Republican presidential candidate Marco Rubio is making it clear to a national audience that he opposes legal abortion even in the case of pregnancies that result from rape and incest, a position that's opposed by a large majority of Americans—and one that the Democratic front-runner is already attempting to exploit.

In the first debate Thursday, the Rubio corrected Fox News moderator Megyn Kelly when she asked why he has supported anti-abortion legislation with exceptions for pregnancies due to rape and incest. He said he has "never advocated" for exemptions. In subsequent interviews with CNN and NBC, Rubio said he has supported bills with those exceptions only because they expanded abortion restrictions. He made it clear he prefers that the procedure be illegal even in cases of rape and incest.

"I personally and deeply believe that all human life is worthy of the protection of our laws. I do. And I believe that irrespective of the conditions by which that life was conceived or anything else," Rubio said Sunday on NBC's Meet the Press. "I personally believe you do not correct one tragedy with a second tragedy," he said Friday on CNN.

Democratic presidential front-runner Hillary Clinton attacked Rubio for his stance on Monday at a campaign stop in New Hampshire, describing him as part of a party that's hostile to women.

"When one of their major candidates—a much younger man, the senator from Florida—says there should be no exceptions for rape and incest, that is as offensive and as troubling a comment as you can hear from a major candidate running for the presidency," she told reporters in New Hampshire. She said that compared to other Republicans like Donald Trump, who is under fire for derogatory comments about Kelly, Rubio's "attitude toward women is very much the same. It is just delivered in a different package."

Clinton: Rubio’s Comments on Abortion 'Deeply Troubling'

Rubio eagerly took up the debate. In a statement his campaign issued within hours of her remarks, the senator accused Clinton of "radical views" on abortion. "Hillary Clinton supports abortion even at the stage when an unborn child can feel pain," he said. "She supports funding Planned Parenthood even after they have been exposed for their role in selling the organs of unborn children." The reference is to a controversy over the women's health care group's use of fetal tissue from abortions; Planned Parenthood says it donates the tissue for medical research and that payments are to cover costs and not to turn a profit.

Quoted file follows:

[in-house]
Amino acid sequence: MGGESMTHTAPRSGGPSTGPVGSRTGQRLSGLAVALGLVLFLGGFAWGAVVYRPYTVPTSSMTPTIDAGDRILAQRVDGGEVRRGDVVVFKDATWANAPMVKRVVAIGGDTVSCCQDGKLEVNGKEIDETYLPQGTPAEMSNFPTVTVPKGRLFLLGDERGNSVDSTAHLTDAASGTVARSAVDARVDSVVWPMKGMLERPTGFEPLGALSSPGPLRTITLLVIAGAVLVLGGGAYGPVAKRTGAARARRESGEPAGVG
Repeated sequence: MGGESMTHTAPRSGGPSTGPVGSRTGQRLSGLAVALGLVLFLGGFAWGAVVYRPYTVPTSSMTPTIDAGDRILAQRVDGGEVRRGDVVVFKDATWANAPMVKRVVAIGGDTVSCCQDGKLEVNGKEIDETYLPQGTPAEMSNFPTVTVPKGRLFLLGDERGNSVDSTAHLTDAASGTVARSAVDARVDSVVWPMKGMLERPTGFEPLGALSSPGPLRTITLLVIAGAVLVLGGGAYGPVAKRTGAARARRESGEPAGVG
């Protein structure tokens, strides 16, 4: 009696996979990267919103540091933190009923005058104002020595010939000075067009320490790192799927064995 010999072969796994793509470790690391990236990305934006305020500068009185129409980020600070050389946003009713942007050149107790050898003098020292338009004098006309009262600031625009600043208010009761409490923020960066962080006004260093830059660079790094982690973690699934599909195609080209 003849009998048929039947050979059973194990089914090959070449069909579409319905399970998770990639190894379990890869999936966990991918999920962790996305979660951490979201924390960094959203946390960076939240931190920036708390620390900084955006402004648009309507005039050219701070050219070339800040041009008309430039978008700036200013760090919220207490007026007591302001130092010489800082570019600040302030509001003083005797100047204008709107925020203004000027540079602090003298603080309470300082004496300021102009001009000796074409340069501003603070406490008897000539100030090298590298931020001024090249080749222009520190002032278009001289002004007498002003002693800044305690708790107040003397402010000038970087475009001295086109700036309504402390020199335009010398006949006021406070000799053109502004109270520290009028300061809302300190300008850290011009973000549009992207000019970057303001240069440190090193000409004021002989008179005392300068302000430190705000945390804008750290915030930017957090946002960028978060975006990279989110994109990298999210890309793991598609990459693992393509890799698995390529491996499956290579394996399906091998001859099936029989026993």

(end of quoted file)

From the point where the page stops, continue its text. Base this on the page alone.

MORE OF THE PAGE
The no-exceptions position abortion puts him in the same camp as Governor Scott Walker of Wisconsin and former Governor Mike Huckabee of Arkansas, two presidential rivals who are vying for the important evangelical vote in Iowa, the state where the first ballots of the presidential contest will be cast. But it puts Rubio in opposition to the last five Republican presidential nominees.

Prominent Republicans disagree

Mitt Romney, John McCain, George W. Bush, Bob Dole, and George H.W. Bush each wanted to make abortion illegal but backed exceptions for rape, incest and when the mother's life is at stake. Rubio's rival and fellow Floridian Jeb Bush is following in the footsteps of his brother and father. Bush "supports exceptions for rape, incest and life of mother," his spokeswoman Allie Brandenburger said in an e-mail.

This has long been a dilemma for Republican politicians. Opposition to abortion is a litmus test for the base, and the issue has torn Americans down the middle for a generation. But the public overwhelmingly supports exceptions for rape and incest. A 2012 CNN poll found that 83 percent want abortion to be legal in those two circumstances, while just 14 percent said it should be illegal. A 2012 YouGov survey commissioned by Huffington Post found that 76.5 percent of registered voters believe it should be legal in those instances. Gallup surveys dating back to 1996 have consistently found that 75 to 78 percent of Americans agree.